“I care about diversity,” a friend of mine said recently, “but it’s an abstract concept to me. Of course I think it’s important for people of color to have the same rights as I have, and I would vote for that, but there’s nothing I can do to change the situation.”
“Hmm,” I replied. “I respectfully disagree. There IS something you can do about it, right now.”
“You mean write letters to the editor and that sort of thing?”
“Well, that’s one possibility. But I’m thinking about something much more personal …”
She looked at me quizzically, which I took to mean that she wanted me to explain more.
“It’s not theoretical,” I said. “Let’s just say it’s a challenge, and you’d have to accept it.”
She started to laugh. “You and your challenges!” she said. “I remember when you challenged me to name all of my feelings for three days. I couldn’t believe what I discovered. I always thought of myself as emotionally restrained, but when I took the challenge I realized I was a hothouse of emotions. I was angry, sad, fearful, competitive, needy, and luckily there were feelings like gratefulness and love to balance out the other things.”
She was right about the challenges. I give them to myself quite frequently. And, when friends ask for help, I sometimes inquire if they are willing to take a challenge.
“So… are you willing to take this one?” I asked.
She laughed again. “I can say yes or no, right?”
There was a pause and I explained to her WHY I was suggesting this particular challenge. Ever since I was a small child, I have been fascinated by diversity. I was drawn to people who were different from me — not only in terms of race, but also in terms of age, religion, sexual orientation, beliefs, neuroses, hobbies, nationality, body type, and personality. As a writer, I explored what I learned from others in plays, screenplays, articles, essays, and public talks. I knew about myself, and people like me, but I wanted to learn about those who were NOT like me, and I wanted to share what I learned with others.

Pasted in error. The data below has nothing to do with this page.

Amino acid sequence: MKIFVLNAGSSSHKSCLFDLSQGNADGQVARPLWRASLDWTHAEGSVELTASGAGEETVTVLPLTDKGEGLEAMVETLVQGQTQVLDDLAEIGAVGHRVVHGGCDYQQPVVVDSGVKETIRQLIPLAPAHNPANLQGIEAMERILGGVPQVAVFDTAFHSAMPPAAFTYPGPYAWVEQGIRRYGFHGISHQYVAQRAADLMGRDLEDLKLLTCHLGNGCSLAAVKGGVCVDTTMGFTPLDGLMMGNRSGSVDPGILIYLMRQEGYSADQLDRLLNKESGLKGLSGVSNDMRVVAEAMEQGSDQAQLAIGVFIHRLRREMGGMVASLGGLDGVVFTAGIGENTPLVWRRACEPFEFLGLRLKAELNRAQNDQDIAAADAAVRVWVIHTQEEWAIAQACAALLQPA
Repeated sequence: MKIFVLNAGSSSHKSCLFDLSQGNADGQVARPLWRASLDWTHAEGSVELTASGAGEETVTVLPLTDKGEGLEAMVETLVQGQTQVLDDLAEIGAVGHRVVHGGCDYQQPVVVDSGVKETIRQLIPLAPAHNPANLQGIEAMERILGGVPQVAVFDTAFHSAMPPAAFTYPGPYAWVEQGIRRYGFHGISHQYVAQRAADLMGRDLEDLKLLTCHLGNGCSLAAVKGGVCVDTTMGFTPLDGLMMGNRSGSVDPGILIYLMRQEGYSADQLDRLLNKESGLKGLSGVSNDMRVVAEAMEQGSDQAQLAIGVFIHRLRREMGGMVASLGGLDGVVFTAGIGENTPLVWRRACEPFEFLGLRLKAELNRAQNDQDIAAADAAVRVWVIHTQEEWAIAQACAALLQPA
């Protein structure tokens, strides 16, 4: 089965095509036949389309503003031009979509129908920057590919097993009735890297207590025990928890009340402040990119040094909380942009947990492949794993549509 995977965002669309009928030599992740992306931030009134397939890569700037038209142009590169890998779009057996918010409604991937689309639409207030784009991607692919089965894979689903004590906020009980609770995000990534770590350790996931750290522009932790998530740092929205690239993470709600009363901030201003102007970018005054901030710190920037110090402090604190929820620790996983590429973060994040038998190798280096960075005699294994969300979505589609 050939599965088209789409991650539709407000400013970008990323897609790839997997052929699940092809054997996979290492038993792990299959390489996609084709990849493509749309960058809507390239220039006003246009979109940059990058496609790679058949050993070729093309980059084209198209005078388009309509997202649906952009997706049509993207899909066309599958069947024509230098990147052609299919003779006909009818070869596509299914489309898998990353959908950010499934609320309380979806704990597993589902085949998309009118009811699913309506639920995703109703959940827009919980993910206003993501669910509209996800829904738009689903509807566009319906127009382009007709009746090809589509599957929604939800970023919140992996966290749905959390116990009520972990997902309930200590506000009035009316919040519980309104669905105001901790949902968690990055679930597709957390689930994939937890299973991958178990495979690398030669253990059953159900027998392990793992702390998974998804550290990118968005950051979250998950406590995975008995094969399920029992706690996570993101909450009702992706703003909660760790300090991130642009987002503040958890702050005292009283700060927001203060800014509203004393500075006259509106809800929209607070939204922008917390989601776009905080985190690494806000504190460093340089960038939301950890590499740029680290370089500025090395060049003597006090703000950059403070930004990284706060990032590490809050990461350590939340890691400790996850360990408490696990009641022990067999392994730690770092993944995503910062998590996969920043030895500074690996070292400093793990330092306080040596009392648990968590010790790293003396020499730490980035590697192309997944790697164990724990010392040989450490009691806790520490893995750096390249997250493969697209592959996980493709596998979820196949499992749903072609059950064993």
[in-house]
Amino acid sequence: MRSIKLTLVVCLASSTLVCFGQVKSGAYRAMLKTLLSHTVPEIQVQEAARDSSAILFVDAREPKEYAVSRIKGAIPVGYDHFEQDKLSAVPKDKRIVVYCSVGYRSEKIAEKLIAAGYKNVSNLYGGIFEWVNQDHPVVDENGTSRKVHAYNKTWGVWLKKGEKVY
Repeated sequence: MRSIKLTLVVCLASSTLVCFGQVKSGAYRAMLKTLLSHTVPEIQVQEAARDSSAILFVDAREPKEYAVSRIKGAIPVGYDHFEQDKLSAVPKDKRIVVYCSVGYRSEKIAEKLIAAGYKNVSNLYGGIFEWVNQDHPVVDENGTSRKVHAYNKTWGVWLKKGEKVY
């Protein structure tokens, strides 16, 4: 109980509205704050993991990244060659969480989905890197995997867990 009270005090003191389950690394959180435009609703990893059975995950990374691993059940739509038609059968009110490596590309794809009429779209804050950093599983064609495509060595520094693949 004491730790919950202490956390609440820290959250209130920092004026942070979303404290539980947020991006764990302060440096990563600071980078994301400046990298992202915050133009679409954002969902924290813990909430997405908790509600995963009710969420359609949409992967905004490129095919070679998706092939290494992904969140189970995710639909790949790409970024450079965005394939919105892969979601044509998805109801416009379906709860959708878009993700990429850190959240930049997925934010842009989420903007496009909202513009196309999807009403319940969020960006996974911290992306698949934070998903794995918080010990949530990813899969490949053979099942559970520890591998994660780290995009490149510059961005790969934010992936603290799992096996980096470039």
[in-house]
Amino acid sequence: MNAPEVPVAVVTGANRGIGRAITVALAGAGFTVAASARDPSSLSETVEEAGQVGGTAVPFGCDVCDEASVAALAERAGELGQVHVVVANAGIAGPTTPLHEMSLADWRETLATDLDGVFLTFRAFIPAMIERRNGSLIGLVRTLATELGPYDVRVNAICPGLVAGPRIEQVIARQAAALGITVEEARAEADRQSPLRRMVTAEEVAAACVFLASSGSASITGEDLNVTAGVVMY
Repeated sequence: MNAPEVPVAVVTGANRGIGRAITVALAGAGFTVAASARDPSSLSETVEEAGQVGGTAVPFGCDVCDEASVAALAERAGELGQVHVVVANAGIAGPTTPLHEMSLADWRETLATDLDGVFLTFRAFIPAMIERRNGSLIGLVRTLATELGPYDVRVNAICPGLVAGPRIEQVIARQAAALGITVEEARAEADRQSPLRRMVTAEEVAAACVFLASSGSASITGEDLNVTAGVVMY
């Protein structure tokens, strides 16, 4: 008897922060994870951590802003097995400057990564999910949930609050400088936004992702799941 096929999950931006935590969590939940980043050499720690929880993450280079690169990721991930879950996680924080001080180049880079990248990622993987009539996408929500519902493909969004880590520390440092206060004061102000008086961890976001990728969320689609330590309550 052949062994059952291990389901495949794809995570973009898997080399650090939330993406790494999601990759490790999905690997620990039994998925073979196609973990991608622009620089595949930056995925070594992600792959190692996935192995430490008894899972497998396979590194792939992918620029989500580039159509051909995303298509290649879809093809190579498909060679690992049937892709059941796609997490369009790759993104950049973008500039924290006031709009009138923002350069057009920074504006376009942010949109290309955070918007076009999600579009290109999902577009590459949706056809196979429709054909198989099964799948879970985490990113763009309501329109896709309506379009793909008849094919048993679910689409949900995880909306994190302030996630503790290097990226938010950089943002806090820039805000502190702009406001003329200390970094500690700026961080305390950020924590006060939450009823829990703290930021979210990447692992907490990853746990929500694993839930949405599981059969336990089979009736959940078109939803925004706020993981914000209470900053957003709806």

“So what’s the challenge?”
“You have 48 hours to talk to someone from another country or culture, and find out something about where they come from.”
“I’m in lockdown. I never see anyone except when I scurry in and out of grocery stores or get my teeth cleaned.”
“You don’t have to see the person. You just have to talk to them.”
“I don’t get it. How?”
“Well, you told me last week that you were on the phone for two hours with a computer tech and she saved you from tearing your hair out with frustration. A lot of tech help is outsourced. Did she have an accent?”
“Did you ask where she was located?”
“I don’t know. I didn’t think of it.”
“And you told me that you got take out food from an Indian restaurant last night. A place you went to a lot before the pandemic. Who took the order from you?”
“A waiter I know.”
“Do you know where in India he is from? “
“No. I never asked.”
“So now you get the challenge. You have 48 hours to connect to someone, anyone, from another culture or country, and ask the person to tell you something wonderful or interesting about his country or culture. Okay?”
My friend is an animal lover, and within a day she had connected to a woman from Costa Rica who told her fascinating things about the tapirs and three-toed sloths that were native to her country. Now my friend wants to go to Costa Rica. Within two days, she had spoken to a Mexican man who is a deer dancer, and now she is learning about that powerful spiritual dance.
So are YOU willing to take the challenge? You have 48 hours to find and connect to someone from another culture, whether they live in the USA or elsewhere, and learn something interesting. If their country of origin happens to be one that you have visited or wish to visit, the conversation can be both enlightening and bonding.
And then, if you wish, you can post about it on social media or tell your peeps about it. And you can post it right here, on PsychologyToday.com in the comments section at the end of this article. All of us would love to hear about it.
You are embarking on an adventure. All you have to do is open your heart and take the first challenge.
This content was originally published here.